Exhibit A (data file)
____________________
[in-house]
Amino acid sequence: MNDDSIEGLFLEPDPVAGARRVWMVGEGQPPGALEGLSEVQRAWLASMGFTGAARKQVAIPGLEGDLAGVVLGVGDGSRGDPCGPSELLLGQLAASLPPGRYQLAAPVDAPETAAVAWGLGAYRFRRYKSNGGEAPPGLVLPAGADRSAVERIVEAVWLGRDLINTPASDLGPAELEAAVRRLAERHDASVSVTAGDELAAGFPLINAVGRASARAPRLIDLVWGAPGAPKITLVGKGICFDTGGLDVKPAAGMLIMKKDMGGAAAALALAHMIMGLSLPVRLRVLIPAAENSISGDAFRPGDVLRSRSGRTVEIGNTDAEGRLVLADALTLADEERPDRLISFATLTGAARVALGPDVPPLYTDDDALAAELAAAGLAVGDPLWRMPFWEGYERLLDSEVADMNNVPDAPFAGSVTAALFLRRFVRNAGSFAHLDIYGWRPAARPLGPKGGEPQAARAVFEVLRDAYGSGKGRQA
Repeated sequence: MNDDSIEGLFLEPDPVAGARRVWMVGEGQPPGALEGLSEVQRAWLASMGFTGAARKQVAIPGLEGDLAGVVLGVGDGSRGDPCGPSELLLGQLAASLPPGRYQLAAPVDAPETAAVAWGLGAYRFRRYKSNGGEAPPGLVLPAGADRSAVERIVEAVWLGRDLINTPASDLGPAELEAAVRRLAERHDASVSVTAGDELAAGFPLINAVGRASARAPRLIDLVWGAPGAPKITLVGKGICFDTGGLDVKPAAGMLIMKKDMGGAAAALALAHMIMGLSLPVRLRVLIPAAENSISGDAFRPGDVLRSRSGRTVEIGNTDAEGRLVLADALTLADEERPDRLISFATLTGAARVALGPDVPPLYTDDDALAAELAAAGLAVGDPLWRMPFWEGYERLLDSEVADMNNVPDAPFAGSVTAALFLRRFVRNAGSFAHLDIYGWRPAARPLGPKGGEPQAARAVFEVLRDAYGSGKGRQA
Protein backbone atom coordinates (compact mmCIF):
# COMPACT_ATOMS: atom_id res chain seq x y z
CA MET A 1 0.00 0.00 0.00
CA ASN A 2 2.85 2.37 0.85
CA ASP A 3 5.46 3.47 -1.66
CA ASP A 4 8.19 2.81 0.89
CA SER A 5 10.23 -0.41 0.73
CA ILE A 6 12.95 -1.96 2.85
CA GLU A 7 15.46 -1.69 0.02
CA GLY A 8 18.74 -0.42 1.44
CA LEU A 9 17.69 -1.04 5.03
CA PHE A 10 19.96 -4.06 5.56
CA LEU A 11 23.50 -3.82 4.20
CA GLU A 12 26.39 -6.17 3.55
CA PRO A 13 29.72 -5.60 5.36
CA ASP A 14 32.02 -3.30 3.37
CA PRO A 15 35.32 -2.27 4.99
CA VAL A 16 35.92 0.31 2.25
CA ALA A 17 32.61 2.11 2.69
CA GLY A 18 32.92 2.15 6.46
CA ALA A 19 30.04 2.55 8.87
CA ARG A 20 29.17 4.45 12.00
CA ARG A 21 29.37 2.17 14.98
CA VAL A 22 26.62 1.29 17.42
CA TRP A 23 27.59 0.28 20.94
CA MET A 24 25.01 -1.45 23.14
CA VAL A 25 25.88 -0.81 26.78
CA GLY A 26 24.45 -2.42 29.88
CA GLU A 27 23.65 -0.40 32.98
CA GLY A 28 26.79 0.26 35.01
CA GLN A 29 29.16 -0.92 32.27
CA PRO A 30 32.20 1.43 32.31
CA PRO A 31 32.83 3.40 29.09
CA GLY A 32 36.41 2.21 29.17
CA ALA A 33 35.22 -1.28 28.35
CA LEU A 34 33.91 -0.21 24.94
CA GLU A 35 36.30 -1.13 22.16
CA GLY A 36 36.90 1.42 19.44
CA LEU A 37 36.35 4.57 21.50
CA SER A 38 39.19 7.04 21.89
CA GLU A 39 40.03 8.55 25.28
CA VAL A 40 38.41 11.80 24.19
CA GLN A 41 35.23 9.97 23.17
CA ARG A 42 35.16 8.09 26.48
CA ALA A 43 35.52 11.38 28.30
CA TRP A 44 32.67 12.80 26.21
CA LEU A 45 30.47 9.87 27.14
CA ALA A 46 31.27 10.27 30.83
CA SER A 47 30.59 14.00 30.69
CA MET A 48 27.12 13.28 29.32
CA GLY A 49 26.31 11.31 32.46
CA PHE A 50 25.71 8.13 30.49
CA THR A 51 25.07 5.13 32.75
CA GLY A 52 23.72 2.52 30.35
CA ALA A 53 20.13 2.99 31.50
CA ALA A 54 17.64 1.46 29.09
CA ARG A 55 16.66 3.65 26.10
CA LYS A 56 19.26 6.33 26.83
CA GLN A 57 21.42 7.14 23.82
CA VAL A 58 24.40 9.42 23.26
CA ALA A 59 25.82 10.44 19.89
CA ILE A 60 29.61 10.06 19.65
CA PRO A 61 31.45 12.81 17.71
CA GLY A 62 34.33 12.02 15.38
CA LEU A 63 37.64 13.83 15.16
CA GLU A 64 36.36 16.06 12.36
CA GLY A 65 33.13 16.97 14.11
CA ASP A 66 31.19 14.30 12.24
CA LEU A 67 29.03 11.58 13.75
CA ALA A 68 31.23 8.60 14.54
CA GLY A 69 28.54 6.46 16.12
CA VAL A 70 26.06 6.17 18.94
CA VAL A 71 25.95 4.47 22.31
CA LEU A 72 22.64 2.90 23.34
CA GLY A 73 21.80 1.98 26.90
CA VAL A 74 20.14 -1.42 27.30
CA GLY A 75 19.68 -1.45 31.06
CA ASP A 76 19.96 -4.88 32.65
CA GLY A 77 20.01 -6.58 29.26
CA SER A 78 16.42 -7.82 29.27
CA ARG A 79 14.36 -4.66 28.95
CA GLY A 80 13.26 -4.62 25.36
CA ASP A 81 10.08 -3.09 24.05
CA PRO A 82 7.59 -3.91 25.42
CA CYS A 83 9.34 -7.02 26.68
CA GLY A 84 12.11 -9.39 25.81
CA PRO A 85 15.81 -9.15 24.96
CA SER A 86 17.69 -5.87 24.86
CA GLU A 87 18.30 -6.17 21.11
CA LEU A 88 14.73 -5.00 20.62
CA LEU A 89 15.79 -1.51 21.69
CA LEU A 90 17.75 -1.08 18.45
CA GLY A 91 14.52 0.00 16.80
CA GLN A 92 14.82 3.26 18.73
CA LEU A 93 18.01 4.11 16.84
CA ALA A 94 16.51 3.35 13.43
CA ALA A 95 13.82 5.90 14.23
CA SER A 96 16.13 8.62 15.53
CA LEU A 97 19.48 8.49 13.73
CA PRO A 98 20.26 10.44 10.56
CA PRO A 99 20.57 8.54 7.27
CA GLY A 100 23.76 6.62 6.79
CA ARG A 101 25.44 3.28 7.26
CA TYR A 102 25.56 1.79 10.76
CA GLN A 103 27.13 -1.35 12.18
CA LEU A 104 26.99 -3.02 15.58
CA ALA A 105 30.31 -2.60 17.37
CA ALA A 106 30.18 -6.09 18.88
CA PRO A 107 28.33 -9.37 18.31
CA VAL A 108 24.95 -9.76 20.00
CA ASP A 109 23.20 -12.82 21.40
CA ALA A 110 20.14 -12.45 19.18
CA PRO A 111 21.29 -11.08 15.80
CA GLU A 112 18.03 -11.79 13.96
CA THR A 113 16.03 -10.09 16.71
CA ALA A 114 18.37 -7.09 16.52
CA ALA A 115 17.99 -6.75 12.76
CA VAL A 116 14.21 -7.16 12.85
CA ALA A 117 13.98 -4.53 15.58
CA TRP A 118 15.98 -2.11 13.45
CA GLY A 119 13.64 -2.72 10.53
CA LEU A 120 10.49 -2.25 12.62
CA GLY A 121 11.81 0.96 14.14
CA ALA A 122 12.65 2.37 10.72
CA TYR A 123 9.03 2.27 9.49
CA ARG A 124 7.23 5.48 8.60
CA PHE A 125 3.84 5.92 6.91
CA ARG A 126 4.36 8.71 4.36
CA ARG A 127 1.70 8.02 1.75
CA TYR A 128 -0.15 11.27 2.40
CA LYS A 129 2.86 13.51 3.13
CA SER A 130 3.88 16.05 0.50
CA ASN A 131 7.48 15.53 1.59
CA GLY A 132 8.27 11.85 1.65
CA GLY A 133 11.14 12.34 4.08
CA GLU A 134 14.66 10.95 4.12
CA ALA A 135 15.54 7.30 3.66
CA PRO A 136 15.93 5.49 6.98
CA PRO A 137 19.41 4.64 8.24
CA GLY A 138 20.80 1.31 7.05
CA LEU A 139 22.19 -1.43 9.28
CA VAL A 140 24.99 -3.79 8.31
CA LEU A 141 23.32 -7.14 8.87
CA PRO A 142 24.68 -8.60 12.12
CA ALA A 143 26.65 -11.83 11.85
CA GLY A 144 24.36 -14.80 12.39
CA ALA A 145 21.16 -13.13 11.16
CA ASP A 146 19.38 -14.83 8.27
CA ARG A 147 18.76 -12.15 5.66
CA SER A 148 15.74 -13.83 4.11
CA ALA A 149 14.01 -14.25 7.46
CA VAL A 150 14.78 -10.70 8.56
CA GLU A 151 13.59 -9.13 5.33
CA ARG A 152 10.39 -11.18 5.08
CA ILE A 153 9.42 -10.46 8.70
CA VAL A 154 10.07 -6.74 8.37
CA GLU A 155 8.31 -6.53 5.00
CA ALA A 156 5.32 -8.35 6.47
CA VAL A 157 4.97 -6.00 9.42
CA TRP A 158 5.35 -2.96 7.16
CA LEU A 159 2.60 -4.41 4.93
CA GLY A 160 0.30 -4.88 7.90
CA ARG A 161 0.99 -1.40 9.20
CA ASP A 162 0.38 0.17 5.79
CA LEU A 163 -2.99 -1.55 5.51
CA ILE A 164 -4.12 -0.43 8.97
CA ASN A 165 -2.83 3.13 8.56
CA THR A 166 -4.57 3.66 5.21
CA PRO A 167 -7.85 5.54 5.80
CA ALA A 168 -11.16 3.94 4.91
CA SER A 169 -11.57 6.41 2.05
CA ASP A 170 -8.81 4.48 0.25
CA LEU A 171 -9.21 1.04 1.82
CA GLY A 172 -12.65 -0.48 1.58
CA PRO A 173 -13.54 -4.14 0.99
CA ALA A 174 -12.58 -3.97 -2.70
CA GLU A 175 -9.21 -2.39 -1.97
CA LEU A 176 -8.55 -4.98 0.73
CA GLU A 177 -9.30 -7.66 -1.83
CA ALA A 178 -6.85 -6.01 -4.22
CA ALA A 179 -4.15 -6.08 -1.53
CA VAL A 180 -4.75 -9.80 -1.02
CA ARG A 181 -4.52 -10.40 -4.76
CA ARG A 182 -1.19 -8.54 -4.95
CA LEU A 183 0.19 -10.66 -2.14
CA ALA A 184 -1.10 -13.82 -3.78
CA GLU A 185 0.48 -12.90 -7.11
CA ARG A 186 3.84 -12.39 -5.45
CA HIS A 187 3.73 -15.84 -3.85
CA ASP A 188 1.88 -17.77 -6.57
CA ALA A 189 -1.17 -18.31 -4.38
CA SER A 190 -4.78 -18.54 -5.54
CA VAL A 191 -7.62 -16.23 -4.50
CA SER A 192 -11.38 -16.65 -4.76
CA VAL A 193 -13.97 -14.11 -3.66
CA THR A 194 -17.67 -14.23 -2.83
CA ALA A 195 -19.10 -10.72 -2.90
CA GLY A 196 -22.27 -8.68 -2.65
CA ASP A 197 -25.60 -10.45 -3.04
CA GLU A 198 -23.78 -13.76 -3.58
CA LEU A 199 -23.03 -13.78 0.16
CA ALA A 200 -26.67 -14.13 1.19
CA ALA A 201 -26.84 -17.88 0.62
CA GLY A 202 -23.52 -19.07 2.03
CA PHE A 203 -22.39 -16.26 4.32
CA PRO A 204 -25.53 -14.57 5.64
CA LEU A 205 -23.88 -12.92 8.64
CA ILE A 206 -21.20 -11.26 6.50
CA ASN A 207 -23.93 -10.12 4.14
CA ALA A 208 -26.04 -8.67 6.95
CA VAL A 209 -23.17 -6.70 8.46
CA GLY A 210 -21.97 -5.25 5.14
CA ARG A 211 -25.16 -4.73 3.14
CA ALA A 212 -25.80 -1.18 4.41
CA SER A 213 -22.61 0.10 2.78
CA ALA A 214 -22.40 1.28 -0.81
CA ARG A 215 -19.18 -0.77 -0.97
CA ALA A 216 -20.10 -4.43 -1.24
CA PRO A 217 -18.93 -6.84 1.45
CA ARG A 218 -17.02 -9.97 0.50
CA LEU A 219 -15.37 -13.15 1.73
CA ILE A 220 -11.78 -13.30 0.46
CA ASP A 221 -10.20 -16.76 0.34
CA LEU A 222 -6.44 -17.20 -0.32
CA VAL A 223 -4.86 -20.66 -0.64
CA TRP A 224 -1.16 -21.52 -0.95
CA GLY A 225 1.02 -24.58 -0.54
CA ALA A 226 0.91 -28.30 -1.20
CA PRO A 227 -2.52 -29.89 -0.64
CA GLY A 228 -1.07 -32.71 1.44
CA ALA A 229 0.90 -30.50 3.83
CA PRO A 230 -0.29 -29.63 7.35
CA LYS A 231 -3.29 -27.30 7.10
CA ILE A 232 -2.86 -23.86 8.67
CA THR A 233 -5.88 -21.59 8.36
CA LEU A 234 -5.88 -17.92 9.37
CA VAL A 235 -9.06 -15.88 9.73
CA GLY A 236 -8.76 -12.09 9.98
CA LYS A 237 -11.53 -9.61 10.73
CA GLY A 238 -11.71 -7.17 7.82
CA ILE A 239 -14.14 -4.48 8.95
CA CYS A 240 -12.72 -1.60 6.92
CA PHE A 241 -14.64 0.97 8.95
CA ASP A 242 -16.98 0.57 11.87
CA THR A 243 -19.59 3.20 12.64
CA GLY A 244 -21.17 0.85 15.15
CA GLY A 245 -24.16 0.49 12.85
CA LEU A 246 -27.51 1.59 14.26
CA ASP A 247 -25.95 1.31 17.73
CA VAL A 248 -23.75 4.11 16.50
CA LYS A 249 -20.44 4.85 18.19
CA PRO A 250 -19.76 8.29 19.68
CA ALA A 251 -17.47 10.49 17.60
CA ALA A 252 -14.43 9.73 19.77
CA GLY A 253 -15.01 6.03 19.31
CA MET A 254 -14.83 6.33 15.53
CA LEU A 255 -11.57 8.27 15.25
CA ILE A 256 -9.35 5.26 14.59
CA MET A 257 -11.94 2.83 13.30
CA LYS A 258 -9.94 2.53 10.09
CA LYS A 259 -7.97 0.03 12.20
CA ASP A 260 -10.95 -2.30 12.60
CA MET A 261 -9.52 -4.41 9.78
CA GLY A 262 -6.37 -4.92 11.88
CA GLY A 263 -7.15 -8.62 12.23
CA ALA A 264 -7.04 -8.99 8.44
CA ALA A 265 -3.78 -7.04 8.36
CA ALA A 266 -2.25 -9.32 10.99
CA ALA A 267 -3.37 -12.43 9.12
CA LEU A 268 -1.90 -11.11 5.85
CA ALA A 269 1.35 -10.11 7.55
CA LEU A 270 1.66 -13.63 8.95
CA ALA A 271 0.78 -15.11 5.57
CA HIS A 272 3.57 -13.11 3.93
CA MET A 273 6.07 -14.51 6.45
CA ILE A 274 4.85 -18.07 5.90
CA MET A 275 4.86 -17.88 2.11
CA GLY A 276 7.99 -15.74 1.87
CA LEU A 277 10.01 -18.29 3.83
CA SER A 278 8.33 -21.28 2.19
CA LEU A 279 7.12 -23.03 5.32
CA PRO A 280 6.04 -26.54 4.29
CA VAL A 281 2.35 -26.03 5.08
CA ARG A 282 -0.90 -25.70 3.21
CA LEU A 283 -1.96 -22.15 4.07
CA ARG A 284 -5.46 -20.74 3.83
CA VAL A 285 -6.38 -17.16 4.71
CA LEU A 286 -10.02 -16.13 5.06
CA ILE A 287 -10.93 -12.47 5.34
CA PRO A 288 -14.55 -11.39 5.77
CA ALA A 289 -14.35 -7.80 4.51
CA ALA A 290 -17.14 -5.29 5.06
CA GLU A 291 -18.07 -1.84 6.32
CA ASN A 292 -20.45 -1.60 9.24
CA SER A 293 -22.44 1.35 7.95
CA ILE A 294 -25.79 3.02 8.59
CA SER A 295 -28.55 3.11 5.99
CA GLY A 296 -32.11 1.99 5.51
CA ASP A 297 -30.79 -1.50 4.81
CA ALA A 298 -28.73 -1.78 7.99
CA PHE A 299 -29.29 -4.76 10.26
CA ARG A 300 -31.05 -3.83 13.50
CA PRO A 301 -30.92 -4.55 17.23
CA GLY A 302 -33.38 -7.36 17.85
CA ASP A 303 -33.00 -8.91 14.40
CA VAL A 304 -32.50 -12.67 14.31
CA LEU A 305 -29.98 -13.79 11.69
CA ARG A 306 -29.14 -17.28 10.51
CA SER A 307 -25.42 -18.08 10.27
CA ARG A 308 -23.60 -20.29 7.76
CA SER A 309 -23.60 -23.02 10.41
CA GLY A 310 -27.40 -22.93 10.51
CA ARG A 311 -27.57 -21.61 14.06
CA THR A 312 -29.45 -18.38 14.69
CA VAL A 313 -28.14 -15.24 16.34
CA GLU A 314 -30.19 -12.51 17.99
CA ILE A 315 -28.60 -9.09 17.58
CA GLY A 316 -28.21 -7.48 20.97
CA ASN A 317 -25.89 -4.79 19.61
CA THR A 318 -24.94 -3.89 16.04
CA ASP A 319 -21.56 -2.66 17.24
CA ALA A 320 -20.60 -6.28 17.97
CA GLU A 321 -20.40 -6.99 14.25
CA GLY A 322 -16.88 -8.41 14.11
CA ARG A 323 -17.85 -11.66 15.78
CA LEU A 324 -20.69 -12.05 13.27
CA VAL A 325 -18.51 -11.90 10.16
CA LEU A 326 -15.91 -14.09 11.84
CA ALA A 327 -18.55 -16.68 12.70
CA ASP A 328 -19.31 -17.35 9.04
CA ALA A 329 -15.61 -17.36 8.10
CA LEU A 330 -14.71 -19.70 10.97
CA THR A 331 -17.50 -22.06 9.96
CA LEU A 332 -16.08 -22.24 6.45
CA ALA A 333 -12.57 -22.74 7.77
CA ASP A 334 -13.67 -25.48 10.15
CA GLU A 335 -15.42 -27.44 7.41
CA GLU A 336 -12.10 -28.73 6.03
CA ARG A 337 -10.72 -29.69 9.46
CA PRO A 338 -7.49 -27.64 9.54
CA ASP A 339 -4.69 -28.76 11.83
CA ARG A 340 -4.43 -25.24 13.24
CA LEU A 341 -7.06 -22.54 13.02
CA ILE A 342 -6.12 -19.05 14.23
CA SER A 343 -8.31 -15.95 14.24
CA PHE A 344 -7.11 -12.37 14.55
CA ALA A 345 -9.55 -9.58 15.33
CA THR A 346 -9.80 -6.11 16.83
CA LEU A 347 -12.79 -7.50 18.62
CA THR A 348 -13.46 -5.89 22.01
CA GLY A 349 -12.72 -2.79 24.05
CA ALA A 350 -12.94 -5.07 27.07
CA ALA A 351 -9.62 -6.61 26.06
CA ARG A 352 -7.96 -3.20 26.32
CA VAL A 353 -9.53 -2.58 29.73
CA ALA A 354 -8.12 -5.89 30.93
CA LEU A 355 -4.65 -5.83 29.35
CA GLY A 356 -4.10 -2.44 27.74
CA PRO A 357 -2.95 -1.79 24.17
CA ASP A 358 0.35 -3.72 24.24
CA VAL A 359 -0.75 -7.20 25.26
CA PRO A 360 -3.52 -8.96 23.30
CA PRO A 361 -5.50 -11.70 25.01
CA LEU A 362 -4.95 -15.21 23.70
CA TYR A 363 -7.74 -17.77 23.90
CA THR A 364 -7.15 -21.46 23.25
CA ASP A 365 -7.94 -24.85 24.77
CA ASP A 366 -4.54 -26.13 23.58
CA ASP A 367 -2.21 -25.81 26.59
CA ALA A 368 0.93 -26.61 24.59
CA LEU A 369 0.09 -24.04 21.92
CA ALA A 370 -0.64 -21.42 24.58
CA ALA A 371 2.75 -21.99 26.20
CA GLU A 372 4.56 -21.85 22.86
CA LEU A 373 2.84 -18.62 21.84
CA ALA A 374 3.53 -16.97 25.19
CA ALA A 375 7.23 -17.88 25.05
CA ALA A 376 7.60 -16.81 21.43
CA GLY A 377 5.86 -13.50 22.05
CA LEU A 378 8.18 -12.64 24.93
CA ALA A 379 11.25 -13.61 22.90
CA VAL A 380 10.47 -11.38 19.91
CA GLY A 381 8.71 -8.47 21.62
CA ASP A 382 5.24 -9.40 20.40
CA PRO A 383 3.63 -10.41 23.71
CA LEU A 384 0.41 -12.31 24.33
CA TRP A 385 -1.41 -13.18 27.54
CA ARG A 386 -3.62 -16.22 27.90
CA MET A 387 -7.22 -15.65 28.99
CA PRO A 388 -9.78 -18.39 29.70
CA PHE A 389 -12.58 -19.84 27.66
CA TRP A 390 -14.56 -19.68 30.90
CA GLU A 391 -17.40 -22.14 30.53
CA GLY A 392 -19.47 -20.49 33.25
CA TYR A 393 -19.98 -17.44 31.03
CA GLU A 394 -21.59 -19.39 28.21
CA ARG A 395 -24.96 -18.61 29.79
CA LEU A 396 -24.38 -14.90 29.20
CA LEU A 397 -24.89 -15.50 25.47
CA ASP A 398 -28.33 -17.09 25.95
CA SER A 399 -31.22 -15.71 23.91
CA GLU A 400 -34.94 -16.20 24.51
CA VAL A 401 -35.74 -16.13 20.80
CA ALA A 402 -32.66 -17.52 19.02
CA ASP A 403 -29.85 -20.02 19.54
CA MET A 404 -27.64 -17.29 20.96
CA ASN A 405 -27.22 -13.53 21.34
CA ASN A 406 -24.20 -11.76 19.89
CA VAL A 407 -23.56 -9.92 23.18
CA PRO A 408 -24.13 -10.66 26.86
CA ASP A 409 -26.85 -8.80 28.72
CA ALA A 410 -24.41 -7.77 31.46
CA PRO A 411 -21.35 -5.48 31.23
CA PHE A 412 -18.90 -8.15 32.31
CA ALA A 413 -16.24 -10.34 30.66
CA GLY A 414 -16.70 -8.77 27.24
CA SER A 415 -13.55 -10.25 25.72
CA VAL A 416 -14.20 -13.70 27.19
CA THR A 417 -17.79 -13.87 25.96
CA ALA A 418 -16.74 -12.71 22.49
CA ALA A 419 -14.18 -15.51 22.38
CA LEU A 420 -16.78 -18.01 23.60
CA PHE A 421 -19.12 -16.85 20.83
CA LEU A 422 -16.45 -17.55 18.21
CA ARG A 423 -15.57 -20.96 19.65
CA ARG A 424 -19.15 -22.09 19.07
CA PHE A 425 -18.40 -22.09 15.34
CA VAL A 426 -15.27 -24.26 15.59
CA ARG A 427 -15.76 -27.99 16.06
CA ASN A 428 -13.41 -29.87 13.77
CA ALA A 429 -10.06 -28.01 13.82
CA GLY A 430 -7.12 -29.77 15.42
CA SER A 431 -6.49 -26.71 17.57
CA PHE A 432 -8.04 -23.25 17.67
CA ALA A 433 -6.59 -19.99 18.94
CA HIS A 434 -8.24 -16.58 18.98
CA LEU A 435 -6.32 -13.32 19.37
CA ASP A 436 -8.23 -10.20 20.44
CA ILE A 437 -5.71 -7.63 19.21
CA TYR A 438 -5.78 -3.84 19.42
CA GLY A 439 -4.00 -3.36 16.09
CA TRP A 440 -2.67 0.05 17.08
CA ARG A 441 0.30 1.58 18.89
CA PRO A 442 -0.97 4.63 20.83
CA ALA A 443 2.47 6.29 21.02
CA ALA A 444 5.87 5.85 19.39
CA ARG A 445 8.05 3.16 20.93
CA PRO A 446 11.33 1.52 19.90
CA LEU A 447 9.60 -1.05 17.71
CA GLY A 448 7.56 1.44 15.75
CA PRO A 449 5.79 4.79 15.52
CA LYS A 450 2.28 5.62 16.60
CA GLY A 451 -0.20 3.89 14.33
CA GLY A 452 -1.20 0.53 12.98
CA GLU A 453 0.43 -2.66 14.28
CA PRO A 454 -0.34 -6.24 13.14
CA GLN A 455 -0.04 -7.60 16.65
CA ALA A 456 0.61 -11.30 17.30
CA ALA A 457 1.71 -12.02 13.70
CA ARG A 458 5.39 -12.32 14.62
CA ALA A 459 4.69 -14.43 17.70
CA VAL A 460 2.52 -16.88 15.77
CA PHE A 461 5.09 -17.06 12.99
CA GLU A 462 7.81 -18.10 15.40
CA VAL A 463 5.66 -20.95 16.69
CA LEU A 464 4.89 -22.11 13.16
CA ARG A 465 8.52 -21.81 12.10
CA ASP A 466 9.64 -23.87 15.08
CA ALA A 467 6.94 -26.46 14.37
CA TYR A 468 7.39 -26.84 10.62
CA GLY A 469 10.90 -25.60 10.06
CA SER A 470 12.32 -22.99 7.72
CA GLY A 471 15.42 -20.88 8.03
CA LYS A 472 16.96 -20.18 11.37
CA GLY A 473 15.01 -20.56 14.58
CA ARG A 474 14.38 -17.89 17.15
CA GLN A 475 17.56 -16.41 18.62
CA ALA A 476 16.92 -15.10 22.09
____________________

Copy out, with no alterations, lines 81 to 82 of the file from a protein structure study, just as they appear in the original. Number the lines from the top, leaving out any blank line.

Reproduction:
CA ASP A 76 19.96 -4.88 32.65
CA GLY A 77 20.01 -6.58 29.26